Besides, the new technological revolution has created the demand for building a new global governance architecture, which, however, is still in the making. Out of self-interests and security concerns, some Western countries tend to prioritize competition over cooperation in the fields of technology. But uncertainties involved in the development of emerging technologies have brought about common risks and challenges, and created problems that require concerted efforts to solve, which makes it possible to build a new global governance system. It is important for China to grasp the opportunities in this period to transcend the mentality of competition and build a new technology governance mechanism featuring cooperation, thus pushing for the establishment of a new global order.

Meanwhile, we are witnessing a significant transition in the international order, marked by the phasing out of old structures and the emergence of new ones. This period of turbulence and transformation presents a crucial opportunity for China to share its vision for a cooperative and inclusive future.

At a 2017 speech at the United Nations headquarters in Geneva, Chinese President Xi Jinping elaborated on China's vision of building a community with a shared future for mankind, aiming to create an open, inclusive, clean, and beautiful world of lasting peace, universal security, and shared prosperity.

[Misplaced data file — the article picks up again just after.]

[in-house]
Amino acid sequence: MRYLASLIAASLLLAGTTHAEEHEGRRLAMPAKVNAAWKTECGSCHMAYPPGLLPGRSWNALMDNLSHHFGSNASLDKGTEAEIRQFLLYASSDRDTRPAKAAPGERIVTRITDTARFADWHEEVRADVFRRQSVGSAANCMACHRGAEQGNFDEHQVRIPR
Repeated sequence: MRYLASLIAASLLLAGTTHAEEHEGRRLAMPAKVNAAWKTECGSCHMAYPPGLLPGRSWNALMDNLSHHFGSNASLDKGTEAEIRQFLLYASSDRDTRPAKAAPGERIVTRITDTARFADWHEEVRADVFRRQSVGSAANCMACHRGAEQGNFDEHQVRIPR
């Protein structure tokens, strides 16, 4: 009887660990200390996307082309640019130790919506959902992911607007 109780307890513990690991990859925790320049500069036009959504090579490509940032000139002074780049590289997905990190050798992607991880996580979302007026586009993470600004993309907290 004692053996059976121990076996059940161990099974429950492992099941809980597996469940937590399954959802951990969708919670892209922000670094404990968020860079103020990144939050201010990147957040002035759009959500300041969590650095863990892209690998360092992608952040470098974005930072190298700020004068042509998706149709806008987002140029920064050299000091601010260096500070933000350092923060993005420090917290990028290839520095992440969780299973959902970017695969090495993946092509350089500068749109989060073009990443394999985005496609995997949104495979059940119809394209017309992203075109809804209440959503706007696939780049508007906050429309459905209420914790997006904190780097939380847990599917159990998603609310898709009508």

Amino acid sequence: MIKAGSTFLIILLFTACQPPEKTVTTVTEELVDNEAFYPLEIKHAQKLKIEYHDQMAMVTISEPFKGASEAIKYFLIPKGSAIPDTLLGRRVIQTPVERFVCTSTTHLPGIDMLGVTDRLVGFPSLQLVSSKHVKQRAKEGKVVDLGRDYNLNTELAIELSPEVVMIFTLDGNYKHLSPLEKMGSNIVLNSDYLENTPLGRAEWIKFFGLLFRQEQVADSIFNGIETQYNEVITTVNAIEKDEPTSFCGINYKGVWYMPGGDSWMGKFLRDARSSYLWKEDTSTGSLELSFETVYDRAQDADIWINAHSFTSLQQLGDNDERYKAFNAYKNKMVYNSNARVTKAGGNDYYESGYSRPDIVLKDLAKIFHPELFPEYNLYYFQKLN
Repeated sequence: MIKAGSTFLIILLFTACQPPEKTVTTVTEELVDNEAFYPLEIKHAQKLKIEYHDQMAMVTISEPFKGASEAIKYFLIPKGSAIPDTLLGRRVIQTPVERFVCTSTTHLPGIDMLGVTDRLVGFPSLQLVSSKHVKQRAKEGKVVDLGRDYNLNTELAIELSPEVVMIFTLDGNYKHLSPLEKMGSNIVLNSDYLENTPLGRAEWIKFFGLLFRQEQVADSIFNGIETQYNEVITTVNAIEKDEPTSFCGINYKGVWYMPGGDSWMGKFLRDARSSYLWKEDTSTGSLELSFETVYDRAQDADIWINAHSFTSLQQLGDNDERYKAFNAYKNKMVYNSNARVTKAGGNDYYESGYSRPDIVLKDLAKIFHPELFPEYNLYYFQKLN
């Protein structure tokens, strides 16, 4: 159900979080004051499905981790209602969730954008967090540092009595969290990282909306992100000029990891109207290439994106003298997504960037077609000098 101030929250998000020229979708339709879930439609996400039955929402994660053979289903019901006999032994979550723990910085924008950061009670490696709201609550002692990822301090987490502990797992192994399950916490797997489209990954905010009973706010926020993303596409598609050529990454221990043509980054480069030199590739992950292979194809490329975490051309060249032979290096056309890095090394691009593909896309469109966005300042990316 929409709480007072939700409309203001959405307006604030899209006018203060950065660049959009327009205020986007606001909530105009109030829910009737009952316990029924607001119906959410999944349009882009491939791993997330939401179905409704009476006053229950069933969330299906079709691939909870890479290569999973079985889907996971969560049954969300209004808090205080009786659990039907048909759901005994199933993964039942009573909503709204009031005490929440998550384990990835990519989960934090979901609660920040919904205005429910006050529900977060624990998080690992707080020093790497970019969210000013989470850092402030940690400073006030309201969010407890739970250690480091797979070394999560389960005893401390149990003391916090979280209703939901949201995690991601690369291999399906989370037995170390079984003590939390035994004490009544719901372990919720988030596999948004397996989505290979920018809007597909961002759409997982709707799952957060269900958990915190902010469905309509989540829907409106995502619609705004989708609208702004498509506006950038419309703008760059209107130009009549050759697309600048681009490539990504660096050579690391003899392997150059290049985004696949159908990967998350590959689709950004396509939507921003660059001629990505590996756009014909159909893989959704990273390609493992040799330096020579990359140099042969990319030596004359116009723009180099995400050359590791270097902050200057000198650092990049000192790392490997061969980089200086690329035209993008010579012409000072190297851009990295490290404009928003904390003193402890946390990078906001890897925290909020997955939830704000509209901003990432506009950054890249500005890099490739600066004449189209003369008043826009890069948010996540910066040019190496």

While retaining the reasonable part of the old international order, China's proposals also aim to reform the old system to accommodate the needs of different social systems and countries at different development stages. From the perspective of international relations, an inclusive international order will make the global system more stable and legitimate, and, from the perspective of the technological revolution, an inclusive international order will be the ultimate solution for problems such as bridging digital gaps, solving algorithm discrimination, and establishing AI ethics.

In short, China should seize the opportunities during this period of turbulence and transformation to push for the implementation of initiatives such as the Belt and Road Initiative, the Global Security Initiative, the Global Development Initiative, and the Global Civilization Initiative with the aim of letting the new technological revolution benefit all countries through technology cooperation, R&D investment, and integration of industrial chains. In this way, the country will help the world cope with common challenges and crises through collaboration and development and jointly establish a more fair and reasonable global order.

Cai Cuihong is a professor at the Center for American Studies at Fudan University. Zhang Luyao is a doctoral student at the School of International Relations and Public Affairs at Fudan University. The authors contributed this article to China Watch, a think tank powered by China Daily. The views do not necessarily reflect those of China Daily.